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Japanese Spirea, Japanese Meadowsweet, Maybush 'Gold Flame'

Spiraea x bumalda

Family: Rosaceae (ro-ZAY-see-ee) (Info)
Genus: Spiraea (spy-REE-ah) (Info)
Species: x bumalda (boo-MAHL-dah) (Info)
Cultivar: Gold Flame
Synonym:Spiraea japonica



Water Requirements:

Drought-tolerant; suitable for xeriscaping

Sun Exposure:

Full Sun



Foliage Color:



24-36 in. (60-90 cm)


24-36 in. (60-90 cm)

36-48 in. (90-120 cm)


USDA Zone 3a: to -39.9 C (-40 F)

USDA Zone 3b: to -37.2 C (-35 F)

USDA Zone 4a: to -34.4 C (-30 F)

USDA Zone 4b: to -31.6 C (-25 F)

USDA Zone 5a: to -28.8 C (-20 F)

USDA Zone 5b: to -26.1 C (-15 F)

USDA Zone 6a: to -23.3 C (-10 F)

USDA Zone 6b: to -20.5 C (-5 F)

USDA Zone 7a: to -17.7 C (0 F)

USDA Zone 7b: to -14.9 C (5 F)

USDA Zone 8a: to -12.2 C (10 F)

USDA Zone 8b: to -9.4 C (15 F)

Where to Grow:

Unknown - Tell us



Bloom Color:


Bloom Characteristics:

Flowers are good for cutting

This plant is attractive to bees, butterflies and/or birds

Flowers are fragrant

Bloom Size:

Unknown - Tell us

Bloom Time:

Late Spring/Early Summer

Mid Summer

Late Summer/Early Fall

Other details:

May be a noxious weed or invasive

Soil pH requirements:

5.1 to 5.5 (strongly acidic)

5.6 to 6.0 (acidic)

6.1 to 6.5 (mildly acidic)

6.6 to 7.5 (neutral)

Patent Information:

Unknown - Tell us

Propagation Methods:

From woody stem cuttings

Seed Collecting:

N/A: plant does not set seed, flowers are sterile, or plants will not come true from seed


This plant has been said to grow in the following regions:

Crescent City, California

San Francisco, California

Bear, Delaware

Braselton, Georgia

Dallas, Georgia

Mount Prospect, Illinois

Oswego, Illinois

Paris, Illinois

Spring Grove, Illinois

Washington, Illinois

Goshen, Indiana

Des Moines, Iowa

Nantucket, Massachusetts

Wellfleet, Massachusetts

Grand Rapids, Michigan

Ludington, Michigan

Traverse City, Michigan

Kasota, Minnesota

Minneapolis, Minnesota

Pontotoc, Mississippi

Festus, Missouri

Kansas City, Missouri

Mount Vernon, Missouri

Saint Louis, Missouri

Lincoln, Nebraska

Omaha, Nebraska

Exeter, New Hampshire

Englishtown, New Jersey

Ocean View, New Jersey

Canandaigua, New York

Peekskill, New York

Rochester, New York

West Babylon, New York

Elizabeth City, North Carolina

Akron, Ohio

Columbus, Ohio

Enid, Oklahoma

Hulbert, Oklahoma

Bend, Oregon

Salem, Oregon

Downingtown, Pennsylvania

Providence, Rhode Island

Quitzdorf am See, Sachsen

Linden, Tennessee

Kaysville, Utah

South Jordan, Utah

Leesburg, Virginia

Lexington, Virginia

Newport News, Virginia

Oakton, Virginia

Pembroke, Virginia

Twisp, Washington

Beverly, West Virginia

Owen, Wisconsin

Rock Springs, Wyoming

show all

Gardeners' Notes:


On Aug 3, 2015, Rickwebb from Downingtown, PA wrote:

This cultivar is commonly sold in most any conventional nursery, since the 1970's. It differs from Gold Mound in having red foliage at the top in spring besides bright yellow. When the heat of summer comes, it turns totally yellow-green like the other. It does get good reddish fall color. It does not bear a good display of pink flowers. It is also overused. It should only be an accent of color in a landscape, not a mainstay, as according to the rules of landscape design.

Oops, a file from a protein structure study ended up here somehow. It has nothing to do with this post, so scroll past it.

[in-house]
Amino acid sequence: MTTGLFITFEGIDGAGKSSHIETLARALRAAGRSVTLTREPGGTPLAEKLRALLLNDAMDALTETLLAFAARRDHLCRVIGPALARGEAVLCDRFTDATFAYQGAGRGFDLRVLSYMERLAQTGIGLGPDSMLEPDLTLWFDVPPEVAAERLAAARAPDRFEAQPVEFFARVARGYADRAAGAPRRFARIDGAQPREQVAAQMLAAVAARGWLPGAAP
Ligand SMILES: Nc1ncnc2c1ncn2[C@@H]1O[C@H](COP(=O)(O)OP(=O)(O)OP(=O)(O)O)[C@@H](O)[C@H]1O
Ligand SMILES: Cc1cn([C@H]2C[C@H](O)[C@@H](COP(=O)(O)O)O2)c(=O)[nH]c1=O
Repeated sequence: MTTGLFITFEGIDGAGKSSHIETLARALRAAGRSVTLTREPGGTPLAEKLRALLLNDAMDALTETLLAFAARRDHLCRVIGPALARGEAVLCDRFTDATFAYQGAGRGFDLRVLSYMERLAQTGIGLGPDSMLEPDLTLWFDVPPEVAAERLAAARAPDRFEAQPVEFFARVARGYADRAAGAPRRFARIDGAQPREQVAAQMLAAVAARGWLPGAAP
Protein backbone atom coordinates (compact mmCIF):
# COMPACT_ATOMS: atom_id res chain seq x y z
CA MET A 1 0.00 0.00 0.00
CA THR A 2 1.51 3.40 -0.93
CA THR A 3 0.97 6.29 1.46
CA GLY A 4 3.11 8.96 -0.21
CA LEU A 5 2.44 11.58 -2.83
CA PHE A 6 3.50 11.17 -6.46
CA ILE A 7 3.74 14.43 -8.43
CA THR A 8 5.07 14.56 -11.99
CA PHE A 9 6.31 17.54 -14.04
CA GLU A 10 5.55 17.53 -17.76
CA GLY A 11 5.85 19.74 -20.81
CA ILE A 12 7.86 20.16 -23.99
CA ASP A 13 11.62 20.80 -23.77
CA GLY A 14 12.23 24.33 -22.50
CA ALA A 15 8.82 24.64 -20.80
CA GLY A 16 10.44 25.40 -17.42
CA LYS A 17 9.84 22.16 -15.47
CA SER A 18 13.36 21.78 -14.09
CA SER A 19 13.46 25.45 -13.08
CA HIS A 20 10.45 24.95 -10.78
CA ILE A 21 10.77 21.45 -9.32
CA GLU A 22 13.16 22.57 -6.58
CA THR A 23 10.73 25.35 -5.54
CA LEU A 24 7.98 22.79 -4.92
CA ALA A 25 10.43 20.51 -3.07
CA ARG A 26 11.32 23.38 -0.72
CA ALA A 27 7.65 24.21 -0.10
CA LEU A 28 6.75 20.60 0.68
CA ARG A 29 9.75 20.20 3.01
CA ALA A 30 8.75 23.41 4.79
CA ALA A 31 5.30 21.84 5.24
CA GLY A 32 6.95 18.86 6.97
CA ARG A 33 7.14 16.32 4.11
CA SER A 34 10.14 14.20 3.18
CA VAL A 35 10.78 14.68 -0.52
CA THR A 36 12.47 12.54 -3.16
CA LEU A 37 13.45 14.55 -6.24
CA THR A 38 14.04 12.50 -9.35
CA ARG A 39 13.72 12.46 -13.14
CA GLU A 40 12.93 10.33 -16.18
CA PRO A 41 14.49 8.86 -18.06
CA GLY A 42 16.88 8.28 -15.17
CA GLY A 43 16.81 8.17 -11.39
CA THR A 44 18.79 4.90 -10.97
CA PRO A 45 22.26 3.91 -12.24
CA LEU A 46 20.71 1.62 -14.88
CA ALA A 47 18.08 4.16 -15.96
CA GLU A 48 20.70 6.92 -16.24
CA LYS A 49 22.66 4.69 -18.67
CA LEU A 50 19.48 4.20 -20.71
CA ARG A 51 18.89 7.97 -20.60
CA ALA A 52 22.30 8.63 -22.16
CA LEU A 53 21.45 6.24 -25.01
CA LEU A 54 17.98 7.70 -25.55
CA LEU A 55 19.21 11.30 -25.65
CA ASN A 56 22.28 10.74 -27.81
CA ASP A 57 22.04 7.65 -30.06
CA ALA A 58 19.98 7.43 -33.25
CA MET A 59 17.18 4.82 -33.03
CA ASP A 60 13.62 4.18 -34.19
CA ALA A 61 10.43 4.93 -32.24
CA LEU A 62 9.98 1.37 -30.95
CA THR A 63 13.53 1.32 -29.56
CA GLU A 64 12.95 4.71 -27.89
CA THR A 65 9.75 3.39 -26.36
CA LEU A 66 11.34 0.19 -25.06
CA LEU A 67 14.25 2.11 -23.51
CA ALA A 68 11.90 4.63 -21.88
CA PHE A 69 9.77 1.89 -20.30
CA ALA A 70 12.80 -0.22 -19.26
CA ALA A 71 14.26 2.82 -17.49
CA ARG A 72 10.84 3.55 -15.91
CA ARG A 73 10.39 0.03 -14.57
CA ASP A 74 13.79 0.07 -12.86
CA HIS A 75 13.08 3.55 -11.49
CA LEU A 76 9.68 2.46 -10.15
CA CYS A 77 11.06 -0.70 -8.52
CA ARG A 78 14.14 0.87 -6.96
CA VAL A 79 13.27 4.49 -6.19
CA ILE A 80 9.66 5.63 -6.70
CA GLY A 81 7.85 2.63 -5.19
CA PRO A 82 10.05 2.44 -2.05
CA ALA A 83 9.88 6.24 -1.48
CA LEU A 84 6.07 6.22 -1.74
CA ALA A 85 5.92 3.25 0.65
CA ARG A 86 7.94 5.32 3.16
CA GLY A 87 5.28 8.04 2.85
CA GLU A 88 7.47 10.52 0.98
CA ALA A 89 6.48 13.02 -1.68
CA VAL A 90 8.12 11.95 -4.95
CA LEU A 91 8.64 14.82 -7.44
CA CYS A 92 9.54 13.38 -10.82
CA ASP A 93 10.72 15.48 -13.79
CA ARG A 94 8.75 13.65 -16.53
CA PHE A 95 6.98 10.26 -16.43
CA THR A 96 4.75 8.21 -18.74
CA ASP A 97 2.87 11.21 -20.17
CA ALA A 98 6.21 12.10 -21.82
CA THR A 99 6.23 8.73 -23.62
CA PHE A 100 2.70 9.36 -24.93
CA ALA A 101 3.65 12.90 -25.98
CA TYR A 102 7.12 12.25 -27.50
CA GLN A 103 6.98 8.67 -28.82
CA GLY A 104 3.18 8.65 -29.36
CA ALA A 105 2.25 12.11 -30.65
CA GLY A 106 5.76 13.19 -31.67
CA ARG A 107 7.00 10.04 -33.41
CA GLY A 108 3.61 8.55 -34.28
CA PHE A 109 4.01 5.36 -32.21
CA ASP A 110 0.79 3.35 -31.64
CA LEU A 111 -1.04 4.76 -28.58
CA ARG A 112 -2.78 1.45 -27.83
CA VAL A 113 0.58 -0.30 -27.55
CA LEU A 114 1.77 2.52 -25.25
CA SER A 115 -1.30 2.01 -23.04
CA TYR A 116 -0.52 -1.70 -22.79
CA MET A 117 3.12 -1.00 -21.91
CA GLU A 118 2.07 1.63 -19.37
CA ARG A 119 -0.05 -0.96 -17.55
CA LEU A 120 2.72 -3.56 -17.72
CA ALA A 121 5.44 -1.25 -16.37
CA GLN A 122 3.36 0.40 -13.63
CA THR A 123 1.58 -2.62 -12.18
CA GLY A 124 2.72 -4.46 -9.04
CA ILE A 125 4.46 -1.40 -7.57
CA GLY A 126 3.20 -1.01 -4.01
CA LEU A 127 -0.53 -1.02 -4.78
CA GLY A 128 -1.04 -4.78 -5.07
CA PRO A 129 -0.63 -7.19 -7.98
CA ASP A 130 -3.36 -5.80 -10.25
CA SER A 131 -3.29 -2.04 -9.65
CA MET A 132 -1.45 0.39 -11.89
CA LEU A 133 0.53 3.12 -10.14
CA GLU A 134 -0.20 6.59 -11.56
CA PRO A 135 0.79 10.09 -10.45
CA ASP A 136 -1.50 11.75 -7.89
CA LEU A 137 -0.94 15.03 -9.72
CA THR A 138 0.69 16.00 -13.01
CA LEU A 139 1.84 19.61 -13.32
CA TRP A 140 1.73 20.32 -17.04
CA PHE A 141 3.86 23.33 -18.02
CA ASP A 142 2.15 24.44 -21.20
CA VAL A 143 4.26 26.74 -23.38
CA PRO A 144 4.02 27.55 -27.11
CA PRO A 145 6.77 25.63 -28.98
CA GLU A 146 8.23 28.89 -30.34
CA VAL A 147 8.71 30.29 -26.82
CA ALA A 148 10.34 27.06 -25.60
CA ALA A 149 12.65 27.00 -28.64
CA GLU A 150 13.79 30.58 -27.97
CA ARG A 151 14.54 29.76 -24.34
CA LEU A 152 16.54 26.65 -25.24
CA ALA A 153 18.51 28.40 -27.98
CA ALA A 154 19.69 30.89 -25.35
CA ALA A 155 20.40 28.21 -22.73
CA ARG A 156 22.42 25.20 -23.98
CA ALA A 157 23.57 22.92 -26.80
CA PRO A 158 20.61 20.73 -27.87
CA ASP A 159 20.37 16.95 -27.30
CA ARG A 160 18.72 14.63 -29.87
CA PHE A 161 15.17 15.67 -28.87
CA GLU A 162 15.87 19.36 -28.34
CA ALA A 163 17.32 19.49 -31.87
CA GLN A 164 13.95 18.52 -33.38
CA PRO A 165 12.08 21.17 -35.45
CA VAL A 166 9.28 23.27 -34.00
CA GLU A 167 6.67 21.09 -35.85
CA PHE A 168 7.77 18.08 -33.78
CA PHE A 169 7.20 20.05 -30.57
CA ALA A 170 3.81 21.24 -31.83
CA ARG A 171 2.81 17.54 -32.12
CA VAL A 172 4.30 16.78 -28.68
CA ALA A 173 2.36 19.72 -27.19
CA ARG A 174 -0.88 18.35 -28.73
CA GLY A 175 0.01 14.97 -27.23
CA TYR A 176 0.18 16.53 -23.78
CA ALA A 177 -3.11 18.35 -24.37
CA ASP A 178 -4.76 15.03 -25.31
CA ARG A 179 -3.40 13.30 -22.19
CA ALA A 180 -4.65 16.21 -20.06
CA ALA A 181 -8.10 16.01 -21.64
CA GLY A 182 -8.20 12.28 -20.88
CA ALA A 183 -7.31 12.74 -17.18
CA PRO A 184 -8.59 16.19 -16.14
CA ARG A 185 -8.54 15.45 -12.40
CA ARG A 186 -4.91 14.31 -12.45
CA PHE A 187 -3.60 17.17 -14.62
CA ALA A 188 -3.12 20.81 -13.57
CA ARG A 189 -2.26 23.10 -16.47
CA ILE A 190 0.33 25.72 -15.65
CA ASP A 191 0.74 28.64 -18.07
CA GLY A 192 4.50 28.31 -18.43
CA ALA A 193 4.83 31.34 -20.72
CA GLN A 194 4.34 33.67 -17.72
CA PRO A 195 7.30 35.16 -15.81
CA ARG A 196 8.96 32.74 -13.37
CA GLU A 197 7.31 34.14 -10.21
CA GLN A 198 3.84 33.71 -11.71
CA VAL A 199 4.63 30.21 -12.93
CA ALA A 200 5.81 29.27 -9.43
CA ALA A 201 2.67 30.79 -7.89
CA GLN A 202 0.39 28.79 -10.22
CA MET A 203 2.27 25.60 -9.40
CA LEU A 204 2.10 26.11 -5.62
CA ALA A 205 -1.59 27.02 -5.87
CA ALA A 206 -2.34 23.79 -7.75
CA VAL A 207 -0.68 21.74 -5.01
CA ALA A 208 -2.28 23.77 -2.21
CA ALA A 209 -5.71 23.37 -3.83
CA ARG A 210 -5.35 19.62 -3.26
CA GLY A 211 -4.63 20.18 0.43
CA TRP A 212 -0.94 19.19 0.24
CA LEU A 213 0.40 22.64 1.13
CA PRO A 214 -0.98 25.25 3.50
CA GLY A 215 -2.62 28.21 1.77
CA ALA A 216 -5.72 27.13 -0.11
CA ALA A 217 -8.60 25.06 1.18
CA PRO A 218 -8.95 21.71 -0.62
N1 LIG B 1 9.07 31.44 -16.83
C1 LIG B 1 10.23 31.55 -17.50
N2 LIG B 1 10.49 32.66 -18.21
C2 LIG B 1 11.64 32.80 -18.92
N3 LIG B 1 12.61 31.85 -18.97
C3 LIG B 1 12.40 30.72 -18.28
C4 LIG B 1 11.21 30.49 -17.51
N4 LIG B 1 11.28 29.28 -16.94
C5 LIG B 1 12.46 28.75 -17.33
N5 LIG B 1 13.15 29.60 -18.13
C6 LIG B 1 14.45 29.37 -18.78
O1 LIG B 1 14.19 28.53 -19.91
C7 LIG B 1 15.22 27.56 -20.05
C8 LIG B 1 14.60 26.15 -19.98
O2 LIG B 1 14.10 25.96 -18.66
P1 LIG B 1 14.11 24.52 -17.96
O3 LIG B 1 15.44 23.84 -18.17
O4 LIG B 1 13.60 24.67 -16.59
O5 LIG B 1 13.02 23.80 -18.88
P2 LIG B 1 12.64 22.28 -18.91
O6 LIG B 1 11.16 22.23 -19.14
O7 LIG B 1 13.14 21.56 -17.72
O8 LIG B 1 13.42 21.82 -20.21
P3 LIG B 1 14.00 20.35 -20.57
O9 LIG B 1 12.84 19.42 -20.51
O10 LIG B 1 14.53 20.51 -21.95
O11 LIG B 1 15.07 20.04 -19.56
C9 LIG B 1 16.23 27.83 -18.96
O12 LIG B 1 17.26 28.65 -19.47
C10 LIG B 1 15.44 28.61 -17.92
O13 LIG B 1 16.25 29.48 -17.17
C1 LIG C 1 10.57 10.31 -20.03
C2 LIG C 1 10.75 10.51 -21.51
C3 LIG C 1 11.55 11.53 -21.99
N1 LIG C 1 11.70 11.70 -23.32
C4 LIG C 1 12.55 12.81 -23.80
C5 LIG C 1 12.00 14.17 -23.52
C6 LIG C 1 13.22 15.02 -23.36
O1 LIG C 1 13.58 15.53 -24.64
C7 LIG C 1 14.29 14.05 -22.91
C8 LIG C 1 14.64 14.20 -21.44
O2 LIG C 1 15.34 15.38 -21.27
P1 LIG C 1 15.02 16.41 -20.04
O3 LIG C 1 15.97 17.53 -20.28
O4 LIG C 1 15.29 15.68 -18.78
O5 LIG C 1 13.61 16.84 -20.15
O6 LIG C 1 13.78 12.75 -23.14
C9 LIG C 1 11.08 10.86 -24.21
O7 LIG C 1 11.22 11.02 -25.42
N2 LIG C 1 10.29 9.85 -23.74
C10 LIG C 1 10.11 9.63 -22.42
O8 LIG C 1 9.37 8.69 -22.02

On May 19, 2010, outdoorlover from Enid, OK (Zone 7a) wrote:

Love this plant! It grows beautifully in partial shade or full sun in northern Oklahoma.


On Nov 10, 2008, victorgardener from Lower Hudson Valley, NY (Zone 6b) wrote:

Had these for years. Love the foliage. The bloom color looks kind of weird with the bright foliage. When I'm not lazy, I will sometimes cut the flowers. My main complaint - it re-seeds a LOT for me.


On May 2, 2008, Gabrielle from (Zone 5a) wrote:

I bought this for its beautiful foliage. I haven't had it long enough for it to make a showy bloom, and perhaps it never will, but it really doesn't need to for me.


On Nov 29, 2005, mvespa from Englishtown, NJ (Zone 6b) wrote:

I love the constant beautiful colors of this bush. The spring colors are the best and the late fall colors of the leaves before they drop is beautiful too.


On Aug 15, 2005, PrairieGirlZ5 from Thornton, IL wrote:

This was growing at our previous house and I miss it. We trimmed it back hard, practically to the ground, in early spring and it comes back even prettier. There was a grouping of several spireas, with small evergreens (yews?) that set off the flowers very nicely. Tolerates drought, heat and partial shade. Excellent fall color.


On Jul 16, 2003, PurplePansies from Deal, NJ (Zone 7a) wrote:

(I garden in the Mid-Atlantic). One of the best garden shrubs. Bushes provide constant interest. Leaves start out pinkish, turn to lime green and by flowering are a leaf-green. Bright pink, umbellic flowers bloom for a good time, and will re-flower in late summer if you clip the faded flowers. In fall leaves delight again by turning an orange color. Stems are rust-colored in winter. VERY easy to grow. Will grow in neutral soil, but seems to very much enjoy acidic. Full sun to part shade. Can grow quickly, give room to spread, heavy pruning in early spring will also keep within bounds. Drought-tolerant when established, not bothered by any insects or diseases. Flowers are even pretty for cutting.


On Jul 3, 2003, Karenn from Mount Prospect, IL (Zone 5a) wrote:

'Gold Flame' is somewhat larger in habit than 'Magic Carpet', which is a hybrid (or sport) of 'Gold Flame'.


On Jul 2, 2003, dejavu from Rochester, NY wrote:

These are very popular around Rochester, NY.
Beautiful show all spring-summer. In addition to flowers that start out pink and get darker, the foliage ranges from yellow to all shades of green and always looks beautiful.